One night about two years ago my phone rang and a voice said, “Raymond Berry has hurt his shoulder.”

A group from the Fellowship of Christian Athletes was visiting a local college, and I, with several hundred others, had listened to some of them give their testimonies. Then they had gone on to the gym to play a game of basketball with the college team and I had gone home to bed.

Berry was one of America’s most brilliant professional football players, top pass receiver for the previous year. His name was known to all sports-lovers and had been since his college days. He was now at the very top in professional circles.

I had years before retired from the practice of surgery, but this was an emergency, and I dressed as quickly as possible and drove to the gymnasium. There I found Berry, with a small group, in one of the dressing rooms.

Obviously he was suffering considerable pain, although he was stoical. His left arm hung useless, supported by his right hand, and both arm and shoulder were in an unnatural position. A superficial look could have led one to think this strong-looking man was in exceptionally fine shape; but he no longer was. He was suffering pain and was unable to move the arm, and his shoulder showed a depression where it should have been well rounded.

I could have said, “Raymond, you look fine and will soon be all right. All you need is some rest, a bath, and clean clothes. You are the victim of this rough environment. I will give you something to ease the pain. Then I will put a pad on your shoulder and cover it so it will look like the other, and no one will notice the difference. You can go ahead and use your right arm.”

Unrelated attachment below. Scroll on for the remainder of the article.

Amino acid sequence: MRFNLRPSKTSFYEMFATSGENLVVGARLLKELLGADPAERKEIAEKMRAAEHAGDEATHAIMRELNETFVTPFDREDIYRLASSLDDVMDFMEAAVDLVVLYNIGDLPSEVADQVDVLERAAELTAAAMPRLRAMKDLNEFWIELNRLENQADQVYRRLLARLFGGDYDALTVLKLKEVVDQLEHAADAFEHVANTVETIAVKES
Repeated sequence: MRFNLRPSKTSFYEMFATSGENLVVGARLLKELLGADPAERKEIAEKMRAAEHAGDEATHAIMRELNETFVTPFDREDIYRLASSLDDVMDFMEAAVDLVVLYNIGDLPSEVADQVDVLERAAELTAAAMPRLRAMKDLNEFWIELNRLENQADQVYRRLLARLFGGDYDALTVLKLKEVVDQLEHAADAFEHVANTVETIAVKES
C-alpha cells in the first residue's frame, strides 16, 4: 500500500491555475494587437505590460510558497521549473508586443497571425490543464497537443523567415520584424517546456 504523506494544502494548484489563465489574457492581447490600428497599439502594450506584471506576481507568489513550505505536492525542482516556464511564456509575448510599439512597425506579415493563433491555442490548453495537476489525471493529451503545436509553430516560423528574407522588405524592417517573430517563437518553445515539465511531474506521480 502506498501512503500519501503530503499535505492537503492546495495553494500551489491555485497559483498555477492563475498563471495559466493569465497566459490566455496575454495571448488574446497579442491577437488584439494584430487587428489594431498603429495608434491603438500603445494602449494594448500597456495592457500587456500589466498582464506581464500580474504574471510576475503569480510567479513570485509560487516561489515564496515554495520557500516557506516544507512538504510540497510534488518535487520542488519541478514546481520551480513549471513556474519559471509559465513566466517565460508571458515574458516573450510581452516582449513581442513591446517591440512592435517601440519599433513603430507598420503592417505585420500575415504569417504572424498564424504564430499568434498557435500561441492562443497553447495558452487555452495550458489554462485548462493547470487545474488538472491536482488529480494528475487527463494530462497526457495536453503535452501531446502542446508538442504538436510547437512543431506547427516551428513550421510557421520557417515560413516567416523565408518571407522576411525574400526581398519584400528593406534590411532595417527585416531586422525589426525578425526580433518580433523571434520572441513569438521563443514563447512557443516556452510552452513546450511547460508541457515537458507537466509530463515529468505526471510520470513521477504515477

But would that have helped? His trouble was that his shoulder was out of joint—dislocated! The head of the humerus was where it did not belong. It had torn through the ligaments surrounding the shoulder joint. Only one thing would remedy the situation: the shoulder had to be reduced, the head of the bone returned to the socket. That bone had to be “reconciled” to the place from which violence had torn it.

Reducing a dislocated shoulder on a muscular person without an anaesthetic is very difficult. In this case the common method of holding the elbow close to the body and then twisting the lower arm outward and upward did not work, as it had done for me many times in the past. So I laid Berry on the floor, took off my shoe, put a folded towel in his axilla (armpit), put my heel in his axilla, and pulled the arm, while another athlete held me. After a while the muscles relaxed and there was a sudden “pop,” and the dislocation was reduced. The pain was relieved, and I knew that within a week or so the shoulder would function normally.

Why this story? Let me add another. Many times during my years as a surgeon I was confronted by a person who was experiencing abdominal pain that often had begun in the pit of the stomach and later settled in the lower right quadrant of the abdomen. Often there was elevation of temperature, and pressure over the region caused considerable pain. The right knee would usually be flexed to ease muscle tension, and usually there was a look of anxiety on the patient’s face. Laboratory examination would show a rise in the leukocyte count with a shift to the left (showing that the body was manufacturing white blood cells to attack the inflammation).